- Blast out an email to everyone in your database about your new blog: It is natural to want to tell everyone about your new blog. But who do you have in your database? Is it really just close friends? If so, OK. But most people’s contacts are filled with a lot more besides just close friends. Coworkers, business contacts, vendors you’ve done business with in the past, etc. If someone has not specifically asked for updates from you regarding your new blog, it is spam for you to blast a message out. Just because you tentatively know someone does not mean you can email them about anything, even if it’s really cool! You’re not forwarding them cute pictures of cats and funny political cartoons too, are you? : )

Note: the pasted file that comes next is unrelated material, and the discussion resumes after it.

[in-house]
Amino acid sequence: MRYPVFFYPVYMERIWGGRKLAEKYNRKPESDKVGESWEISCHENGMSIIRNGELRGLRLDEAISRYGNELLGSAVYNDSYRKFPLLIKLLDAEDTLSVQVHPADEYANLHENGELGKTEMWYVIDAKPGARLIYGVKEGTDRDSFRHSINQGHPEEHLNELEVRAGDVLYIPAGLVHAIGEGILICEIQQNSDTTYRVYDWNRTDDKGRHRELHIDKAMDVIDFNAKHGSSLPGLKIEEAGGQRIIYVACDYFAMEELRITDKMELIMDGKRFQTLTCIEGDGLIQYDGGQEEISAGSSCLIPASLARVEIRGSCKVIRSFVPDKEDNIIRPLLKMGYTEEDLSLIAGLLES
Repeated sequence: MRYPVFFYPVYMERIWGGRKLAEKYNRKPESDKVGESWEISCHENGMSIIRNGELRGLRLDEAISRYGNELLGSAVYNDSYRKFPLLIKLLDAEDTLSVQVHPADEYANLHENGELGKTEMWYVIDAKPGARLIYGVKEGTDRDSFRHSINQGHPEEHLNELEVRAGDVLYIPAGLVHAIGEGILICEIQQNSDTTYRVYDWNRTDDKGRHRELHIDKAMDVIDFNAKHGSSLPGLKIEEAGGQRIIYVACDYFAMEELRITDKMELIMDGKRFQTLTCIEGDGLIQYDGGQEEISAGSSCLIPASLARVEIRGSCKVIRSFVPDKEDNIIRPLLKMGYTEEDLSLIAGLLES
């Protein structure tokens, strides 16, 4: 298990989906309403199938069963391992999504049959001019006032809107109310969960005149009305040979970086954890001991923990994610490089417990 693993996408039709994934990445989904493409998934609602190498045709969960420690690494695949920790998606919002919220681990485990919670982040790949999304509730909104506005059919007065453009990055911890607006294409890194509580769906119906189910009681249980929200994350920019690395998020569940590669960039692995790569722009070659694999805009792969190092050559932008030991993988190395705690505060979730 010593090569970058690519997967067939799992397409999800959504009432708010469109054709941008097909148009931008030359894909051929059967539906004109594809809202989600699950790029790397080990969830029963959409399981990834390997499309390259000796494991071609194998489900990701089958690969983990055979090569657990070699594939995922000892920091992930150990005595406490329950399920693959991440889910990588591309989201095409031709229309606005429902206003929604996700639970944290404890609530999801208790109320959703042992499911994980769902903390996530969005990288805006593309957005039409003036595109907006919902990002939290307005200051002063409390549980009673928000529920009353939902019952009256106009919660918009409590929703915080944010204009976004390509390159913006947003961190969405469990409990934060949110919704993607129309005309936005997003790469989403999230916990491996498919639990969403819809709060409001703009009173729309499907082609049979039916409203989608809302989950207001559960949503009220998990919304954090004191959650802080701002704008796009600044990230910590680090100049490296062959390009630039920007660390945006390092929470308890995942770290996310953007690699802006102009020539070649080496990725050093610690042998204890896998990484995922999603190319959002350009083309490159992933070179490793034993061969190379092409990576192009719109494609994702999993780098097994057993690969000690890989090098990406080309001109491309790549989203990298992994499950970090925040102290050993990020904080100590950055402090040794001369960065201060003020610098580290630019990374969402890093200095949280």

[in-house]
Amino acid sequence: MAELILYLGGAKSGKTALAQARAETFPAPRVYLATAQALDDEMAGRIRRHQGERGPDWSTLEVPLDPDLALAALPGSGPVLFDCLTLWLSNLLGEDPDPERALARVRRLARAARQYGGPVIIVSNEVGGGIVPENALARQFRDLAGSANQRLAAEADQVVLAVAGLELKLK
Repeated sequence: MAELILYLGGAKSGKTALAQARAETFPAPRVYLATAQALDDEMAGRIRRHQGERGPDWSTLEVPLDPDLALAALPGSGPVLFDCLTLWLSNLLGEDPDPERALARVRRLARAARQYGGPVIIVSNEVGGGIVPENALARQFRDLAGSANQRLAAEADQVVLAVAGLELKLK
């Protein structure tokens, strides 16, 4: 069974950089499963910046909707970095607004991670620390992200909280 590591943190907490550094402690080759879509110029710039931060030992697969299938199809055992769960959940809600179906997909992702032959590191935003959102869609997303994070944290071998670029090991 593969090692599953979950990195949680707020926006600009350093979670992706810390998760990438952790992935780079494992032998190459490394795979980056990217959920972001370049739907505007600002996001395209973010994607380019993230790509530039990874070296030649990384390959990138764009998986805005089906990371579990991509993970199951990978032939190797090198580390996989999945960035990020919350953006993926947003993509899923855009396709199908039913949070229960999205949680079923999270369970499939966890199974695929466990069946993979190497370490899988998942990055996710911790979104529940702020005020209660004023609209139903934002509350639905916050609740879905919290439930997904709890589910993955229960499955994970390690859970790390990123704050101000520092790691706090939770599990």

- Use social networks solely for promoting your blog: No one likes someone who only talks about themselves. Social networking sites are for conversation. It is perfectly fine to tweet out links to your site and such. I do it. I recommend you do it also. But doing it incessantly, or if your twitter stream or any other status updates are 100% (or even 50%) links to your blog, you need to reconsider what your motive is for being a part of that network. If your main motivation is to promote your blog, you will be well-served to reprioritize . Brutal truth: if all you’re doing is promoting yourself, your “friends” aren’t listening anyway.